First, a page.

GUESTS have been told not to bring certain phones on rides at a theme park because of a very strange problem.
Many people with the new iPhone 14 Pro may not be aware of a little function it has that is set off on fast rides.
The new iPhone has an emergency contact feature that activates when it thinks the user has been in a crash, with the phone automatically calling the emergency services.
Due to some rides going as fast as a speeding car, many phones are incorrectly assuming the holder has been in an accident.
Because of this Chessington World of Adventures has banned the devices from a selection of their rides, including Vampire, Rattlesnake, Croc Drop, The Adventure Tree Carousel and Seastorm.
Kristina Wilson, Head of Rides and Attractions at Chessington said; “Following the recent reports that theme park rides may trigger the new iPhone 14 to dial emergency services, we have decided to implement an iPhone 14 ban on select rides and attractions.
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“While the exhilarating high speed and free-falling rides such as Vampire, Rattlesnake and Croc Drop are subject to the ban, we have also made the decision to apply it to family favourites; The Adventure Tree Carousel and Seastorm, in case the slow moving roundabout or the impending doom of a shipwreck also sets off an alert.”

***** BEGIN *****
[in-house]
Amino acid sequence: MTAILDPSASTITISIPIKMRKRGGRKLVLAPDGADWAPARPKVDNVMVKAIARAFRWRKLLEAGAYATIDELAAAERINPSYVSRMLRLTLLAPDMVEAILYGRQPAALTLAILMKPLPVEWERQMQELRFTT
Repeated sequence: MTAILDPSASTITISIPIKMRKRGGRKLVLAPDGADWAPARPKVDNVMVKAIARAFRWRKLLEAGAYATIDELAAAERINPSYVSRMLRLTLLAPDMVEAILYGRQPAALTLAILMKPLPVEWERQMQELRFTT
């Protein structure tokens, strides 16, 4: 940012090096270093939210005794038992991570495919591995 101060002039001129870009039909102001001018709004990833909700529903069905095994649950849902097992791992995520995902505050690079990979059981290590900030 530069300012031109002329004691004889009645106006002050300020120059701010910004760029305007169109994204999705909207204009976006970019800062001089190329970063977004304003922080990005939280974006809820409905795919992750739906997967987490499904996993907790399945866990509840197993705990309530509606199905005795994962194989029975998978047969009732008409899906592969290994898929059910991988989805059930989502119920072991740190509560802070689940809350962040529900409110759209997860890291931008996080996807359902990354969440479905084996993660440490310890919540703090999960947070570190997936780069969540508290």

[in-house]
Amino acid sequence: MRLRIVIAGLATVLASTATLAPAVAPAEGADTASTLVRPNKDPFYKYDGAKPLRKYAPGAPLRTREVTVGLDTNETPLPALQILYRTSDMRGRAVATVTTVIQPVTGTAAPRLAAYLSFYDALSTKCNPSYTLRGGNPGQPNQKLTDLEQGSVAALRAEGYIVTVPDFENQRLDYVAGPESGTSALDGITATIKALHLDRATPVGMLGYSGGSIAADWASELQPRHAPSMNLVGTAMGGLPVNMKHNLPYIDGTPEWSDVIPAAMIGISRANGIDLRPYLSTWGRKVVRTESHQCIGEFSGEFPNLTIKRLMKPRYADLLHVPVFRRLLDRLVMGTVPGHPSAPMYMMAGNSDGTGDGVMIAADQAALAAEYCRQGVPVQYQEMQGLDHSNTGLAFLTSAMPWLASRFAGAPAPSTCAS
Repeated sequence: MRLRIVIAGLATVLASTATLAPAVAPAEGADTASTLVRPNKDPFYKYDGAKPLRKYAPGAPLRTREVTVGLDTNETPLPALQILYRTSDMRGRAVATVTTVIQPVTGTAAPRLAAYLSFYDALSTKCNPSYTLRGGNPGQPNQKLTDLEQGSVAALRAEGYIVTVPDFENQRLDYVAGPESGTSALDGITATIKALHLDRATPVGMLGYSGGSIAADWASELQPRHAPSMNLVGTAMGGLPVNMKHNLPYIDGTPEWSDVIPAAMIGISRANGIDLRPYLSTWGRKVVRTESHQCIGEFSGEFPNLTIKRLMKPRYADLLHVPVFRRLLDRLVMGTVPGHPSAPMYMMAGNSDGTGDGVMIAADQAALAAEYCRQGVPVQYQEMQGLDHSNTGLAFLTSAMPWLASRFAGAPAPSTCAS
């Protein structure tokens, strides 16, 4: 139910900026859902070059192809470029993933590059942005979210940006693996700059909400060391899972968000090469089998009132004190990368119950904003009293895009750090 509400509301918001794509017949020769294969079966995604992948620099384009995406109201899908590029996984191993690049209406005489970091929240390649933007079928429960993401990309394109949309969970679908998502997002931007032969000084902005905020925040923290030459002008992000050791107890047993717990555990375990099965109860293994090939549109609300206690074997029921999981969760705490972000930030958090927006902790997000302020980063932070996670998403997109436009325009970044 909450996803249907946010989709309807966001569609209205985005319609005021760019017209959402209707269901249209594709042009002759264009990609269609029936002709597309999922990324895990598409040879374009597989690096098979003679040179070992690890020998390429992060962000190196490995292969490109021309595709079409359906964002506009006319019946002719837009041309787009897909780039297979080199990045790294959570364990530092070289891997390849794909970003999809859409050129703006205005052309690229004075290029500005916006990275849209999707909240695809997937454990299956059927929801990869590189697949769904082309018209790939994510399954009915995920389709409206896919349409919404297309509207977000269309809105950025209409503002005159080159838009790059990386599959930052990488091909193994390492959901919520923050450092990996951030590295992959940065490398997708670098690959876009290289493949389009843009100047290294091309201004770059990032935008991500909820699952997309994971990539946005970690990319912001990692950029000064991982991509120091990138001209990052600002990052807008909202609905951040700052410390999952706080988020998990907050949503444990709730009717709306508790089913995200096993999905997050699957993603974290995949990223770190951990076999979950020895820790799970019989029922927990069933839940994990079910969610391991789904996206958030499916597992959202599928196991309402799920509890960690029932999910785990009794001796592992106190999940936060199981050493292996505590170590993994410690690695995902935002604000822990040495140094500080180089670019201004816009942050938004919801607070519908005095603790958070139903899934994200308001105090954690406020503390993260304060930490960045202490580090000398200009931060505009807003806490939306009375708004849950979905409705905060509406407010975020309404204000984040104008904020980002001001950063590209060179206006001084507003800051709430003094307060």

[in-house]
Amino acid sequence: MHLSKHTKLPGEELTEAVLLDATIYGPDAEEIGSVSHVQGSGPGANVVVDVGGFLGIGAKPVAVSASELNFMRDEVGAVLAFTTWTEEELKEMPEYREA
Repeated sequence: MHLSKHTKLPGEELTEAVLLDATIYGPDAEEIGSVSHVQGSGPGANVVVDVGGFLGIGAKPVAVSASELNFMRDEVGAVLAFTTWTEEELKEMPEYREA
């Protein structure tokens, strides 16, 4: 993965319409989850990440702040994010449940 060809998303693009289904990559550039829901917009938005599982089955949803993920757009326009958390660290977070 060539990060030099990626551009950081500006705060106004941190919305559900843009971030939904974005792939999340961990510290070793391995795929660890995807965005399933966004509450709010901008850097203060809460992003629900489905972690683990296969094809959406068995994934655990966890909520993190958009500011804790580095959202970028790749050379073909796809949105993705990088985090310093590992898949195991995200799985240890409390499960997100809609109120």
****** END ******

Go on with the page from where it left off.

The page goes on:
Chessington is not the only theme park to ban the phones either..
In America, Dollywood has put signs up near two of their fastest rides.
They warn: "Cell phones and other devices should not be brought aboard any attraction.
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"Due to the dynamic movement you will experience on this ride, Apple Watches and similar devices may activate their emergency call function.
"To prevent your device from making unintended 911 calls, please turn it off or enable airplane mode."
According to Business Insider, 39-year-old Sara White had her phone on her when she went on Mystic Timbers, a rollercoaster at Kings Island in Ohio which can go as fast as 53mph.
This set her phone off, which then automatically called emergency services to the park after it said the user had been in a "severe car crash and was not responding".
The feature works by giving a 10-second warning to cancel the response, otherwise texts emergency contacts and calls the emergency services.
Local authorities said that another six calls had occurred for the same reason.
Some rollercoasters have boxes or lockers for people to put bags and phones in during fast rides.
An Apple spokesperson said they were improving the function but that it was "extremely accurate" during crash situations.
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